Hotmail is old. Really old. When Hotmail launched in the summer of 1996 as the first free e-mail system available to everyone, Bill Clinton was running for re-election, the economy was booming, and Lady Gaga, known to her classmates as Stefani Germanotta, had just turned 10. Much of the world wasn't online; indeed, the idea of being "online," or of the Internet as a place where we'd soon do much of our shopping and socializing, seemed fantastical. The very prospect of getting mail on your computer struck people as revolutionary. You mean anyone, anywhere, could send you a message? For free? And it would get there instantly? Crazy!
Hotmail was an instant hit—within a year and a half, it had attracted nearly 9 million users. That was a substantial portion of the Internet's population—AOL, the largest ISP, also had 9 million subscribers at the time. Hotmail's success inspired a wave of copycats. AOL, Yahoo, and various now-defunct sites launched their own free e-mail systems.
In late 1997, Microsoft bought Hotmail and folded it into MSN. And that seems to be where history stops for Hotmail. The service continued to pick up millions of users—it's now the world's largest free e-mail system with more than 360 million users around the world. (Yahoo has more than 300 million and Gmail a little less than 200 million, according to comScore.) But even though it's grown substantially since its early days, Hotmail hasn't done much to distinguish itself. It's long been seen as an e-mail service for people who still use the Web as if it's 1996—those who don't get a lot of e-mail, who don't care much about speed or storage space, and who aren't itching to use smartphones or iPads. Hotmail, in other words, is an old service for old people, and if you're still sending messages from a Hotmail account, you might as well be e-mailing from the past.
Microsoft wants to change that perception. Sometime this summer, it will roll out a fantastic new upgrade of Hotmail. I've been using a pre-release version of the service for a couple of weeks now, and I'm a huge fan. The new Hotmail is fast, well-designed, and adds a host of features that bring it up to par with other e-mail services, including Gmail. Indeed, it has several features that I wish Gmail included. I'm not switching over yet—I've got six years' of archived mail in Gmail, and I still consider it the best e-mail system on the planet. But that may be just a matter of taste and familiarity. I consider the new Hotmail a very close second, but the more I use it, the more I like it—and I bet loads of people will believe the new version surpasses every other e-mail system around.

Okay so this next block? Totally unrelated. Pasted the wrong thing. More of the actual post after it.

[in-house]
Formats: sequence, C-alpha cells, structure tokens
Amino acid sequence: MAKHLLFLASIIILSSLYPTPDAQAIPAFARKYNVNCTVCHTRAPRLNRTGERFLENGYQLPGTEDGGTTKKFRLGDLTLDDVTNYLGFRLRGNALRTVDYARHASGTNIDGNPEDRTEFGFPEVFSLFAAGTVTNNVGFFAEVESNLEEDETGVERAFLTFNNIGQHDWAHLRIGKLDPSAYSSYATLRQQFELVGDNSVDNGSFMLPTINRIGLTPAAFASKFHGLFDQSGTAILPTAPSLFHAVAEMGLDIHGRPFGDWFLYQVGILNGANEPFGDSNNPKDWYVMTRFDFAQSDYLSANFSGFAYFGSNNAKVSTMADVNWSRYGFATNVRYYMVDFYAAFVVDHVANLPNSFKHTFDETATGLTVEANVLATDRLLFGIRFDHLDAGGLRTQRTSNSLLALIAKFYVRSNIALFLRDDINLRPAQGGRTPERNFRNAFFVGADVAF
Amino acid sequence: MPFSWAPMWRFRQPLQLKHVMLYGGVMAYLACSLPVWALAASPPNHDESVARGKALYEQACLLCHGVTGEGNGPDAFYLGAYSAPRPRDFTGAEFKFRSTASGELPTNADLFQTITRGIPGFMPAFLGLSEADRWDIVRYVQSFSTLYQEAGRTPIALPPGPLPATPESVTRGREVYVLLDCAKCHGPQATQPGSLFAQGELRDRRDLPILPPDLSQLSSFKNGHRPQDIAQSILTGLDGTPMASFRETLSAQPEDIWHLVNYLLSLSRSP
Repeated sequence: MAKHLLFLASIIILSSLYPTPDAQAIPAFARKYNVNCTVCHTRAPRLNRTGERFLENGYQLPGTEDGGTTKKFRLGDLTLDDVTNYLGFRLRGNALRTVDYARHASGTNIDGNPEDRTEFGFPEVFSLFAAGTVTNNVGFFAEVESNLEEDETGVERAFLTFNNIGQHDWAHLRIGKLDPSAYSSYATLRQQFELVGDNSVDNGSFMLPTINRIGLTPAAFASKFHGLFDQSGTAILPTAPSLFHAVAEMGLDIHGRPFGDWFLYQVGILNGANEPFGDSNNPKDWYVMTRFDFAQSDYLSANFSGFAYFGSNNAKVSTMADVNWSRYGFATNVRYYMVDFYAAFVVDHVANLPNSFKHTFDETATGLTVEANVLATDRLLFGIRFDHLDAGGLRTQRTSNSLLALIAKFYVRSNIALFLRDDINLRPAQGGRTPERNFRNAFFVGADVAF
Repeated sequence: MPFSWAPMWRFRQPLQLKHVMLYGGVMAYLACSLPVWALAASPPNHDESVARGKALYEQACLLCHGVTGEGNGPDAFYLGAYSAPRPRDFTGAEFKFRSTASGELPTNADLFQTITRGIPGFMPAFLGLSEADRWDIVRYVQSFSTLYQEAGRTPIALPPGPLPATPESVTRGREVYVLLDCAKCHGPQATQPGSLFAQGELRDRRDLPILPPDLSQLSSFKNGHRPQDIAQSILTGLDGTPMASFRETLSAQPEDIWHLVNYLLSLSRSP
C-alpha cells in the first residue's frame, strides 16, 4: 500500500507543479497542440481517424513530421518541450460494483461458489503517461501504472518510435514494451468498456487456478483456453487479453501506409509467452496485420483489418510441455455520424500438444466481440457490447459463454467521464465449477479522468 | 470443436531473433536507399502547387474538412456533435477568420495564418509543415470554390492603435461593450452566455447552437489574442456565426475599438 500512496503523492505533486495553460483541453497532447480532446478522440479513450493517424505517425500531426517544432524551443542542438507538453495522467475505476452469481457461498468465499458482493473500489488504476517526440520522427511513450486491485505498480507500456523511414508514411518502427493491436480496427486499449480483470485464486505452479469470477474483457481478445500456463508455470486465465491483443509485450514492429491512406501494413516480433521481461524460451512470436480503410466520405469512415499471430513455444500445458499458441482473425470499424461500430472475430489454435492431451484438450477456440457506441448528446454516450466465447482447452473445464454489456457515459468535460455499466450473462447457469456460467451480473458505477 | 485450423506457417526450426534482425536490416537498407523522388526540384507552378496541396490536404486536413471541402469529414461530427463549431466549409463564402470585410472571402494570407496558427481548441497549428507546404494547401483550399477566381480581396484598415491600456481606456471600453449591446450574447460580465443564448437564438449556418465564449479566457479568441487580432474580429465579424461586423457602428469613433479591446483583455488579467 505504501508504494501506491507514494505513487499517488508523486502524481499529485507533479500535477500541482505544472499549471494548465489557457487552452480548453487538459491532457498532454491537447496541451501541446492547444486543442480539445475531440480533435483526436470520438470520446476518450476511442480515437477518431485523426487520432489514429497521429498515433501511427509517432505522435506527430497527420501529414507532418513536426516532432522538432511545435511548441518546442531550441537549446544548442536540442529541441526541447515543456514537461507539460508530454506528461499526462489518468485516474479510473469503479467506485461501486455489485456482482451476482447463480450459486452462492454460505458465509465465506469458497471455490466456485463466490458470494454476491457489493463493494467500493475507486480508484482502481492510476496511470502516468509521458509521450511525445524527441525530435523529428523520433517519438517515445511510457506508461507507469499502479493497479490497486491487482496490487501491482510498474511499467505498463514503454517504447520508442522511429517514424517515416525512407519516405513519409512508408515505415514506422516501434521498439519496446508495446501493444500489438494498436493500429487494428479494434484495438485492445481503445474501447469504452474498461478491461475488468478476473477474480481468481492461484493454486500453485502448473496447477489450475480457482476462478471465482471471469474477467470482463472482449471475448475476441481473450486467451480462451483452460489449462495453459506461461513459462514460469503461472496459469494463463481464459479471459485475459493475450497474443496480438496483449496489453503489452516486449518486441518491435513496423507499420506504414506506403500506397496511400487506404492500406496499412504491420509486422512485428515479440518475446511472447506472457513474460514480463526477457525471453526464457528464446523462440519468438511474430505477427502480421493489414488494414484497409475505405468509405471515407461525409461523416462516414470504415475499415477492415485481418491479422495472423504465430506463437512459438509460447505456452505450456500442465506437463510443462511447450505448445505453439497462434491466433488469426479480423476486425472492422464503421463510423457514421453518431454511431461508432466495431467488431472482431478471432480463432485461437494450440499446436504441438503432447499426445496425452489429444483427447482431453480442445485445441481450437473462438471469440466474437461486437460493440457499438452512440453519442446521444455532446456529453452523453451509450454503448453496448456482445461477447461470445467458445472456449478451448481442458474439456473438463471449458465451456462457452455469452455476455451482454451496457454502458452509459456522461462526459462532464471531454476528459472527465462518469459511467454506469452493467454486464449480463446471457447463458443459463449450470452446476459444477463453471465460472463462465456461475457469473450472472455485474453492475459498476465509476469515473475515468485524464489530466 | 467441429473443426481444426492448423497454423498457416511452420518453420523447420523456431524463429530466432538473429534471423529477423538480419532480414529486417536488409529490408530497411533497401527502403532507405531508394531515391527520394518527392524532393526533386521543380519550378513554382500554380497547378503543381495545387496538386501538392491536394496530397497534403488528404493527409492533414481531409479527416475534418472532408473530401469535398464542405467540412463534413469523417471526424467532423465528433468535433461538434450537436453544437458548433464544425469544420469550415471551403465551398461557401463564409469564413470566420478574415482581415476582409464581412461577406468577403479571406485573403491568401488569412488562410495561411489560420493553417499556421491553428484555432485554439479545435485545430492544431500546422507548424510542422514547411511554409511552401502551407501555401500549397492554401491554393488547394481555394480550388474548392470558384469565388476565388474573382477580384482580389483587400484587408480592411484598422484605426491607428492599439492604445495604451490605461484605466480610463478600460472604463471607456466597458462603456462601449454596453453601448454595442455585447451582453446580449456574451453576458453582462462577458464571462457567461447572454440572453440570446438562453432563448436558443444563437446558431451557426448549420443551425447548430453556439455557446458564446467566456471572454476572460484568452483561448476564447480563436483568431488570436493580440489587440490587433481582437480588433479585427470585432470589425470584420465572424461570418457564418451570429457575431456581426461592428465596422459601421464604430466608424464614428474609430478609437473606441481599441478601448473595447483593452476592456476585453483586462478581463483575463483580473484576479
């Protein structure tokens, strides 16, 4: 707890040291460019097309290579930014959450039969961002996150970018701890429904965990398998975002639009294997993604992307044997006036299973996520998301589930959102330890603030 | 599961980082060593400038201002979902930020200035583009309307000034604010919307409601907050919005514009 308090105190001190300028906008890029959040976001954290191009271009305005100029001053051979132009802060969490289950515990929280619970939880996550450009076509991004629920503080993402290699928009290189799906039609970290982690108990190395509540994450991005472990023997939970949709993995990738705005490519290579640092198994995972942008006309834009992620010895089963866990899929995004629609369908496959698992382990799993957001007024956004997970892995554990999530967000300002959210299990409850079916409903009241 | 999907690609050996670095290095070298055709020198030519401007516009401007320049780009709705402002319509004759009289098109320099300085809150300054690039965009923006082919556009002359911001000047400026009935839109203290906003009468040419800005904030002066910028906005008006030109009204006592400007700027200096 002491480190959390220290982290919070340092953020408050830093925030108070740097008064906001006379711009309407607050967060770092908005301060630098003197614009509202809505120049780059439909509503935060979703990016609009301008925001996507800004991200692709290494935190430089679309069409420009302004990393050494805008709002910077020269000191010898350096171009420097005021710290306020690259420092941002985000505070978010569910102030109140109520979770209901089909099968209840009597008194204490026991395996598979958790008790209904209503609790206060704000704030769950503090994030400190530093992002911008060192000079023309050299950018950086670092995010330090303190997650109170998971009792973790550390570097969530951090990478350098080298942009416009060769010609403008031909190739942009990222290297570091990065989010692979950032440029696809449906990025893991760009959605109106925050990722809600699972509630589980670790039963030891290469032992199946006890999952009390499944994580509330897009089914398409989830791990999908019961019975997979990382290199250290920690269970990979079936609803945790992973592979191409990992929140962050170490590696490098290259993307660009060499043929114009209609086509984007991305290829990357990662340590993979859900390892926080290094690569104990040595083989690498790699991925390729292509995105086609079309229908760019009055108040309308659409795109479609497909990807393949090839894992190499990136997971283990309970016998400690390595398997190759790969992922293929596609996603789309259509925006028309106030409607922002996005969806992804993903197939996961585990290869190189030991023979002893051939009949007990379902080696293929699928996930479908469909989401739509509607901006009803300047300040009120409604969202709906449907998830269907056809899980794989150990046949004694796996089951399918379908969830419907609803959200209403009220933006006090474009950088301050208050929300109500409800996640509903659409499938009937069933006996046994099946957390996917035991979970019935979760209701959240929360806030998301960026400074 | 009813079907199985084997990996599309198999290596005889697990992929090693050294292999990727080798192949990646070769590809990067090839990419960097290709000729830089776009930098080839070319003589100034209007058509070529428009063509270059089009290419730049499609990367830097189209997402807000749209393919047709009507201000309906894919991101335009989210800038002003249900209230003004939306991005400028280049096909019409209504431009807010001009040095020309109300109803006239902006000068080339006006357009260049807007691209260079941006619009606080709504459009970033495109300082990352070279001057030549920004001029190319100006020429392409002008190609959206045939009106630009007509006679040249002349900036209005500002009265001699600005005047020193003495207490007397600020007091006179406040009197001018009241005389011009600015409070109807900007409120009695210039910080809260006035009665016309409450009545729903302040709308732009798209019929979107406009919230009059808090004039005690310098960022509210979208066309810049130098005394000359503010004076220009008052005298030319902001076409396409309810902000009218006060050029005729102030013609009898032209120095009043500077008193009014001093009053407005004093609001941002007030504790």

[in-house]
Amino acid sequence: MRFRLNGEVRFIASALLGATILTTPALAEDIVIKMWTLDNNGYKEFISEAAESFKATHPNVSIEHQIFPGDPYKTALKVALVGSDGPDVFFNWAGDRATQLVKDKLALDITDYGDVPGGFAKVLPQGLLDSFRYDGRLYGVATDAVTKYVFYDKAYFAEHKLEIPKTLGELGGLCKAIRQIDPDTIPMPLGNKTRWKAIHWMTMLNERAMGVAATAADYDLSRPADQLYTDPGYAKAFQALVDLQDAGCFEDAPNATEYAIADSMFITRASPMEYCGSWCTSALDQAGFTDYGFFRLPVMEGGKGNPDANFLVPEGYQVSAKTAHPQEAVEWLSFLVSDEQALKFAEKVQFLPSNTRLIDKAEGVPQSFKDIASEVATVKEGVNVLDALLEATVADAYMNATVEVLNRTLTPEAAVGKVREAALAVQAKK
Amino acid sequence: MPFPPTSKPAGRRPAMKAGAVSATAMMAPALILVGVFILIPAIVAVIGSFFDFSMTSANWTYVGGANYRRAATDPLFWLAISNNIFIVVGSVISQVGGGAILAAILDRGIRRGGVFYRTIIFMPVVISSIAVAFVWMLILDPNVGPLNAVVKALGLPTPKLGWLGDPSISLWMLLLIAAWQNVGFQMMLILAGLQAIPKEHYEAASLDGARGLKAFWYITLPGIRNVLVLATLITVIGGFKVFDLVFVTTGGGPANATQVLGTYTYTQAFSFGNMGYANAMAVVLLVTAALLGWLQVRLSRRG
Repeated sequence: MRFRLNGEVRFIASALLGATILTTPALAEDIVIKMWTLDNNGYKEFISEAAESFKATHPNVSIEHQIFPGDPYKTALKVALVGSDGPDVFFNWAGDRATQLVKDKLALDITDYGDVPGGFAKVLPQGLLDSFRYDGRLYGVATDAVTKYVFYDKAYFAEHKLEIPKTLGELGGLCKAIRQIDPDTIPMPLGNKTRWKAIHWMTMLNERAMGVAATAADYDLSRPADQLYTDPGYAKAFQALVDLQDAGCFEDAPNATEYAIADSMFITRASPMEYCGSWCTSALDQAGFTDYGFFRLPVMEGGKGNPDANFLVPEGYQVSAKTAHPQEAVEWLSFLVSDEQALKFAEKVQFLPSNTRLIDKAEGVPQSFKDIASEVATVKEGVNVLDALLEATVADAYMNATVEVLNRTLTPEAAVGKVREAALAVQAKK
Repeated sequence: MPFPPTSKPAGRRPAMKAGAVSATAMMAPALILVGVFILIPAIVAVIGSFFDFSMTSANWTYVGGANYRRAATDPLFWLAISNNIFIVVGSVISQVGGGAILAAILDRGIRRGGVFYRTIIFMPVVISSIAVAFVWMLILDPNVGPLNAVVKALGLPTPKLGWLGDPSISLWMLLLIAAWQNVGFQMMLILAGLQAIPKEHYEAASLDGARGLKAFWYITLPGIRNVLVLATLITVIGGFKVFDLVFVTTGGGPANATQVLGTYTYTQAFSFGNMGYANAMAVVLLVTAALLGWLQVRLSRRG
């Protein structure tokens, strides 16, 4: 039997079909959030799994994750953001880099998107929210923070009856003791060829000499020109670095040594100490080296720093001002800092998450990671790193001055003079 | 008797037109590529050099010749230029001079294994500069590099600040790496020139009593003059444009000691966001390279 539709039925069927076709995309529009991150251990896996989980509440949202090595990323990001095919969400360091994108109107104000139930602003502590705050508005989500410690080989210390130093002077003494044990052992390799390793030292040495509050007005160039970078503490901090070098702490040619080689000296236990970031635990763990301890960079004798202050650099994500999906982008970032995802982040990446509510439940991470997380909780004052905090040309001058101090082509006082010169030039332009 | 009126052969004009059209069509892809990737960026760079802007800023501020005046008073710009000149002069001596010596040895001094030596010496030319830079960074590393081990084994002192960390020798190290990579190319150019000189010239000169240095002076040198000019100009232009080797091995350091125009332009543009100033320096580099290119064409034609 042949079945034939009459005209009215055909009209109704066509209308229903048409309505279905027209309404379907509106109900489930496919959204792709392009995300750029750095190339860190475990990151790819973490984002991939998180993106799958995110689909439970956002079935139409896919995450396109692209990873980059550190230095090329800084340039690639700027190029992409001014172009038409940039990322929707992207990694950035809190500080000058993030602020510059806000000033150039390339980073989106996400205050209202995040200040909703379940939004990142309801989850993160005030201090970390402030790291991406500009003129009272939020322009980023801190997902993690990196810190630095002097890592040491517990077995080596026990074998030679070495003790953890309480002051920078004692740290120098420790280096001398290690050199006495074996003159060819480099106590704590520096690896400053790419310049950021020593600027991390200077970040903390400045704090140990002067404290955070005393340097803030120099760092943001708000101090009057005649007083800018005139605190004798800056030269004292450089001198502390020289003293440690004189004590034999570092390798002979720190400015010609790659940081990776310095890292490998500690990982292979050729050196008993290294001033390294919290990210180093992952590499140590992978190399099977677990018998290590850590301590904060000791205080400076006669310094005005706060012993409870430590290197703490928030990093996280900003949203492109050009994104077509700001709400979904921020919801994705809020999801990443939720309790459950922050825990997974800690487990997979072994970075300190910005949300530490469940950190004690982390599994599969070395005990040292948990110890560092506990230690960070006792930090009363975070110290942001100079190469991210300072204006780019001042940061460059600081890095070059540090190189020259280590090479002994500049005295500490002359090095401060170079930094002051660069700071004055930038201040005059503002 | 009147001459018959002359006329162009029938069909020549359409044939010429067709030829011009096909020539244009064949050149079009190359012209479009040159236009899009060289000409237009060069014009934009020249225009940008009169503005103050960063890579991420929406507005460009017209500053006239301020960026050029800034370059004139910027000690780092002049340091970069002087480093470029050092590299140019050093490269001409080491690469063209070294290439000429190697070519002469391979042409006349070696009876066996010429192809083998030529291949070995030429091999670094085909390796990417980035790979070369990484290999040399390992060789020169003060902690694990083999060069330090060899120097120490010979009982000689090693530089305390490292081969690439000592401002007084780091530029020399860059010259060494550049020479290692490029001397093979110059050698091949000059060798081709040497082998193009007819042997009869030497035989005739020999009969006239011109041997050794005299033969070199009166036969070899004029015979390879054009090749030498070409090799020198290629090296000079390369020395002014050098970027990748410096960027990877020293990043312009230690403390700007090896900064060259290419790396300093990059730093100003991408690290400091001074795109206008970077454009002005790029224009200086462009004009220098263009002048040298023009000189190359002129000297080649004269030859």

Gmail won my heart because it seemed to be designed for power e-mailers—people who get hundreds of messages a day, who use a range of devices to check their messages, and who need (or want) to keep all their e-mail forever. To win that audience, Gmail broke with the past. Not only did it look radically different from other Web e-mail clients; it instituted a range of features—conversation view, "labels" instead of folders, the idea of "archiving" mail instead of deleting it—that diverged widely from the older style of e-mail. The beauty of the new Hotmail is that it's an old-timey, friendly e-mail system with power features. I think advanced users will like it just fine, but its chief audience will probably be the hundreds of millions of people who want more from their e-mail without having to learn an entirely new e-mail philosophy.
The new Hotmail thus looks pretty similar to every other e-mail system you've ever used: Your mail folders are listed on the left side of the screen, and the contents of each folder are displayed in a large well in the center. By default, messages are shown singly—that is, each distinct e-mail occupies its own line in your inbox. But Hotmail has an option to impose a Gmail-like conversation view, which will collect a thread of e-mails with the same subject line into a single box. Hotmail also has an optional preview pane, which lets you see each message below your inbox—not a novel feature in e-mail, of course, but one that isn't available in Gmail. I suggest turning on both of those options.